Winnie ended up at Regent's Park Zoo when the regiment were sent to France, and at first was so very lonely because she had been so used to human attention and interaction, so the keepers began taking her for walks around the zoo so that she could meet people - she was so tame. That's where A.A. Milne saw her, when he took his young son to the zoo. There's a tear-jerker 2004 film about her - A Bear Called Winnie - which will have you in tears. Did me!

    Thanks, Patty - lovely Monday post!

  4. Paulie, if I ever get a DVD player, I'll check out "The Edge."

    Marianne, compiling t-bear rules of etiquette. Back at ya, too.

    Our J, thanks for that bit of information. I had no idea...

  5. Oh thank you, Our J.!! More teddy inspiration. I didn't realise that Winnie the Pooh had such an illustrious beginning. Poor bear. I must go look... :-D

    PS: I just love that your brother 'rescued' teddy bears and gave them a loving home. You always tell wonderful stories...

  6. Beary lovely post, Patty, and beary interesting comment, Our J!


  7. Well, if you run into Bear Stearns, just offer it $2 a share and it should leave you alone.

    Great post!!

    My favorite toy as a child was a bear I immediately named Bearie. I found him on the third floor of my paternal grandparents' house, propped up against a pile of pillows on my Uncle David's childhood bed. He was handmade by a girlfriend or something, and was wearing pajamas and a nightcap and had a small flashlight strapped to his wrist.

    I remain convinced that my dad's old girlfriend Martica Clapp kidnapped him when we stayed at her place in the Bahamas when I was eight. But maybe he just decided to stay on there by himself. Hard to say.

  8. I'm fascinated y bears, alligators and sharks. I see two of them all the time,

    I too lovef the Edge and Ms. McPhearson.


  9. if we're doing true confessions, I got my first Teddy in my 20s. His name is Radar.

  10. Patty....bear with me here, but the advice you gave about "surrendering" is really only applicable to grizzly bears....with a black bear you need to fight back, because it will eat you.....Polar bears, oh well. I hope you have paid your life insurance premiums. Grizzly bears usually only attack when startled.
    Nice of you to share a pic of Bart the Bear [of The Edge fame ....and many other films] with a truly great guy Doug Seus. Sadly Bart died back in 2000.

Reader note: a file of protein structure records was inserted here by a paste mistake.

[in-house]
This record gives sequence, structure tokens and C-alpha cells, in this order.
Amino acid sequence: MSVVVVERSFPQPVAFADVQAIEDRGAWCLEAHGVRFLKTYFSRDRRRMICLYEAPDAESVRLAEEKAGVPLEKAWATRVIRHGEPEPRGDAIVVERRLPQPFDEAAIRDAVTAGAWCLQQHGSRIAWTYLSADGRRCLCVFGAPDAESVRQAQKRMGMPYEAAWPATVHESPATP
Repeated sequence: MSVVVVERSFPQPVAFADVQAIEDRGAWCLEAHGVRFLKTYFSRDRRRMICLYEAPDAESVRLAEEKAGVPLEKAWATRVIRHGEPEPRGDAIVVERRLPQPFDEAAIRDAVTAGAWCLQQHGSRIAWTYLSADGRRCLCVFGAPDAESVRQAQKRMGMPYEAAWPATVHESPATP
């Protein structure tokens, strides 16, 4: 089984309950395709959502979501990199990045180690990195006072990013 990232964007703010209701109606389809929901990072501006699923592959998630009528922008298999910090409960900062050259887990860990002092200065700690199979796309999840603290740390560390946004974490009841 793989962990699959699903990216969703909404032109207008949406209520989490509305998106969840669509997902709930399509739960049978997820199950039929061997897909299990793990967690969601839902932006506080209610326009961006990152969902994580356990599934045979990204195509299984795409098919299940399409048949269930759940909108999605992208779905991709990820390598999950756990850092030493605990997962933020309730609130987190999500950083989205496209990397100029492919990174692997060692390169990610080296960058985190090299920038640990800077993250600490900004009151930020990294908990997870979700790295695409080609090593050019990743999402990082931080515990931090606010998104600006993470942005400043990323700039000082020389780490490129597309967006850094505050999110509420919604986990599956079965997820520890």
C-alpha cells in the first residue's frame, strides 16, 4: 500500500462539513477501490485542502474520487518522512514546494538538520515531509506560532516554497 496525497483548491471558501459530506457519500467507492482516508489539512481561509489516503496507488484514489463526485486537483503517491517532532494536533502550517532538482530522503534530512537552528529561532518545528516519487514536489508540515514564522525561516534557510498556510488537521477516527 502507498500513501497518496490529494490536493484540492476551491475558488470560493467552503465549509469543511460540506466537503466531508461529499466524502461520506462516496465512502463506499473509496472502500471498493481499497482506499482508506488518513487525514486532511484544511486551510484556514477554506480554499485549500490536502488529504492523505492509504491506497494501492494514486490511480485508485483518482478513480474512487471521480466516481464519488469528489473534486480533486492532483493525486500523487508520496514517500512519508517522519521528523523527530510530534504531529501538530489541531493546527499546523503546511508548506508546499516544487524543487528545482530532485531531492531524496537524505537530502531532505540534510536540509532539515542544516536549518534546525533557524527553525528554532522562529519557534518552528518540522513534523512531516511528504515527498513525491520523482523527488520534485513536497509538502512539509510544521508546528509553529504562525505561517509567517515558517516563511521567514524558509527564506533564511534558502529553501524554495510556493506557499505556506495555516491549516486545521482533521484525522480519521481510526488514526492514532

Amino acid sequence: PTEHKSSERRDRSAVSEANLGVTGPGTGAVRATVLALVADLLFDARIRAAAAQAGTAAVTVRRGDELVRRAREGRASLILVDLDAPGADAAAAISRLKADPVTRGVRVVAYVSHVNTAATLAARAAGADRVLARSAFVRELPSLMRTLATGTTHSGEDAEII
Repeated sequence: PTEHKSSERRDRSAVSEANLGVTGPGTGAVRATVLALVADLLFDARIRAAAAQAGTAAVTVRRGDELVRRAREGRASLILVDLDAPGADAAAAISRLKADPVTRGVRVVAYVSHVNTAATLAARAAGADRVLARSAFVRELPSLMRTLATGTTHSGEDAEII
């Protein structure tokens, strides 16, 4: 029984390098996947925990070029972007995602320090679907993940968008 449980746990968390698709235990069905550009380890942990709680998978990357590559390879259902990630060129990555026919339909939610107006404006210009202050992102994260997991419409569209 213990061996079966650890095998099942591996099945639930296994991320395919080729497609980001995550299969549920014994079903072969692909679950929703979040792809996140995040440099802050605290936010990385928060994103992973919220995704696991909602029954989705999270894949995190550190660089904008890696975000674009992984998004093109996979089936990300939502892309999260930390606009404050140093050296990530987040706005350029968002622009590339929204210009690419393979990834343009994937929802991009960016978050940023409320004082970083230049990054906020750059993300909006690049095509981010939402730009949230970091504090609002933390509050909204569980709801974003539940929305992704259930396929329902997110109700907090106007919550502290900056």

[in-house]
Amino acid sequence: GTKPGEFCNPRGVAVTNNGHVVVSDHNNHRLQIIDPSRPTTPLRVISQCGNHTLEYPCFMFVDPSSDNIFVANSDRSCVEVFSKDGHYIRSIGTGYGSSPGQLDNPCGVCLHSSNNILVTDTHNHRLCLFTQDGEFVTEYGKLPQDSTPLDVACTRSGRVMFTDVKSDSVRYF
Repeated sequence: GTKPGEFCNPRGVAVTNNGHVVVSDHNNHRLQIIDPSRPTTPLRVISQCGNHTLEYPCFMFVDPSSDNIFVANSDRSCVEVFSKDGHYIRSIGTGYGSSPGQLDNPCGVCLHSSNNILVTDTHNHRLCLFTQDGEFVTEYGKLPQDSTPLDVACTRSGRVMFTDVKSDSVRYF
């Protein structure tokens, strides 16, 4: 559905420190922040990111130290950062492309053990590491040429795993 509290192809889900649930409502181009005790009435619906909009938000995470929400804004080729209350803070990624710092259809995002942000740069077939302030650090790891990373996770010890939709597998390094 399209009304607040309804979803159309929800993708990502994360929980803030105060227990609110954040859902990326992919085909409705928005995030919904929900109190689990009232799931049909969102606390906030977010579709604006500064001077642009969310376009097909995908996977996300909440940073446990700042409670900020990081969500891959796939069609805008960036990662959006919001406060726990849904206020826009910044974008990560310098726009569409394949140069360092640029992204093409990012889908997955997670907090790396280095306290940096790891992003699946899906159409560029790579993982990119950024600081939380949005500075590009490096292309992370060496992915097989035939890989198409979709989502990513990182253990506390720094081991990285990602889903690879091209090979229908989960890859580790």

My vote for best bear film [also starring Bart] was THE BEAR.......It has the flavour of a Jack London novel, like Call of the Wild and the cinematography and scenery is spectacular [shot in British Columbia ]. Of course it is somewhat "Disneyfied" but it still has a "life lessons" aspect to it. If you haven't seen it, by all means get from your Blockbuster, Netflix or even the local library.

    Thanks for the great post.

  11. I bought my first serious teddy bear when I broke up with a long time boyfriend back in 1990. Teddy's name was "Taffy, Squadron Bear". He was about two foot high (sitting) and wore a white cravat (scarf) and black cloak. I pinned a gold paratrooper insignia to his cravat, and cuddled him often during the post break up grieving process. He even hosted the odd 'teddy bears picnic' when friends visited and brought their bears with them.

    When I was little, I didn't have a bear, I had a fuzzy felted bunny and a squeaky rubber sheep. Sounds terribly Australian, doesn't it? My brother had the jointed bear: the last time either of us saw it, it had long lost an eye, an ear, and an arm. Poor bear.

    So I do have a soft spot for stuffies - bears in particular. I think I was deprived... Mind you, I had to leave Taffy with my landlady in Sydney because he was too big to bring with me on the plane, and I'd run out of money to send him by post. Sigh. He was such a happy bear.


  12. Great post, Patty! I immediately thought about Colbert and his terrorist bears and his Threat Down. Totally cracks me up every time.

    My girlfriend went trekking in Alaska a few years back and came back with pictures of grizzly pawprints the size of Montana. I'm not sure I would've liked that very much...

  13. I had no idea there were so many bear experts in our neck of the woods. Enjoying all your comments.

  14. Unbearably good post, Patty.

    I have a puppeteer friend who collects stuffed bears. Of course, at this point he has so many that if he sees a costume that he likes, he'll buy the teddy bear, then strip it (bear) naked, and give it to charity, while keeping the clothes for his more favored bears.

    Of course, my own ragged-eared childhood teddy is carefully tucked away in a box, for what future event, I'm not exactly certain.

    No bear phobias here, Patty. That despite reading a horrible article about a carnivorous bear in Reader's Digest in my youth. Fear of commitment? Maybe. :o)

  15. I think there's a bear boutique where your friend can shop all the latest outfits. Just can't remember the name.